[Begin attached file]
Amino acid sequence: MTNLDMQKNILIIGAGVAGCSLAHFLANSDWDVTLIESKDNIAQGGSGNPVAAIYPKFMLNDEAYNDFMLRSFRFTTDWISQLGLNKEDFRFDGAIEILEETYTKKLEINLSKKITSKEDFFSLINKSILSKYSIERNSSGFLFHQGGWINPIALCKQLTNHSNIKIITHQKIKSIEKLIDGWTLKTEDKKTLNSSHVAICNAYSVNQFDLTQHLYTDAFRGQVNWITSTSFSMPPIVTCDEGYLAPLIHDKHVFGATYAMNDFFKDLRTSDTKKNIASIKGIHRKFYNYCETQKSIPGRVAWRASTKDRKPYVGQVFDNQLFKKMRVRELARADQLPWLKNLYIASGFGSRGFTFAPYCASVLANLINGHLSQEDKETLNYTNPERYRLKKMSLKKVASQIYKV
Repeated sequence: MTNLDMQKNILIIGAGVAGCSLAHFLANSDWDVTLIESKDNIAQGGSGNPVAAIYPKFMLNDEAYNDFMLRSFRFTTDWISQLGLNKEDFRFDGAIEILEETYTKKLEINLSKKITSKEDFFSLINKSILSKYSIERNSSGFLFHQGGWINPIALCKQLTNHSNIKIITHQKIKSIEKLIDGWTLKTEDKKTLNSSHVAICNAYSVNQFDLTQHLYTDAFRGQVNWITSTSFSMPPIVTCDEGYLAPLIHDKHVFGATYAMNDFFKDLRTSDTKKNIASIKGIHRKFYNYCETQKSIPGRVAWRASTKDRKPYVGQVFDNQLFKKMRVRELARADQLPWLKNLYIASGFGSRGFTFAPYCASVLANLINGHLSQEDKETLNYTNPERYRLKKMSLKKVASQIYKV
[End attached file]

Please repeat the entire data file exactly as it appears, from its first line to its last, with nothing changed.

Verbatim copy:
Amino acid sequence: MTNLDMQKNILIIGAGVAGCSLAHFLANSDWDVTLIESKDNIAQGGSGNPVAAIYPKFMLNDEAYNDFMLRSFRFTTDWISQLGLNKEDFRFDGAIEILEETYTKKLEINLSKKITSKEDFFSLINKSILSKYSIERNSSGFLFHQGGWINPIALCKQLTNHSNIKIITHQKIKSIEKLIDGWTLKTEDKKTLNSSHVAICNAYSVNQFDLTQHLYTDAFRGQVNWITSTSFSMPPIVTCDEGYLAPLIHDKHVFGATYAMNDFFKDLRTSDTKKNIASIKGIHRKFYNYCETQKSIPGRVAWRASTKDRKPYVGQVFDNQLFKKMRVRELARADQLPWLKNLYIASGFGSRGFTFAPYCASVLANLINGHLSQEDKETLNYTNPERYRLKKMSLKKVASQIYKV
Repeated sequence: MTNLDMQKNILIIGAGVAGCSLAHFLANSDWDVTLIESKDNIAQGGSGNPVAAIYPKFMLNDEAYNDFMLRSFRFTTDWISQLGLNKEDFRFDGAIEILEETYTKKLEINLSKKITSKEDFFSLINKSILSKYSIERNSSGFLFHQGGWINPIALCKQLTNHSNIKIITHQKIKSIEKLIDGWTLKTEDKKTLNSSHVAICNAYSVNQFDLTQHLYTDAFRGQVNWITSTSFSMPPIVTCDEGYLAPLIHDKHVFGATYAMNDFFKDLRTSDTKKNIASIKGIHRKFYNYCETQKSIPGRVAWRASTKDRKPYVGQVFDNQLFKKMRVRELARADQLPWLKNLYIASGFGSRGFTFAPYCASVLANLINGHLSQEDKETLNYTNPERYRLKKMSLKKVASQIYKV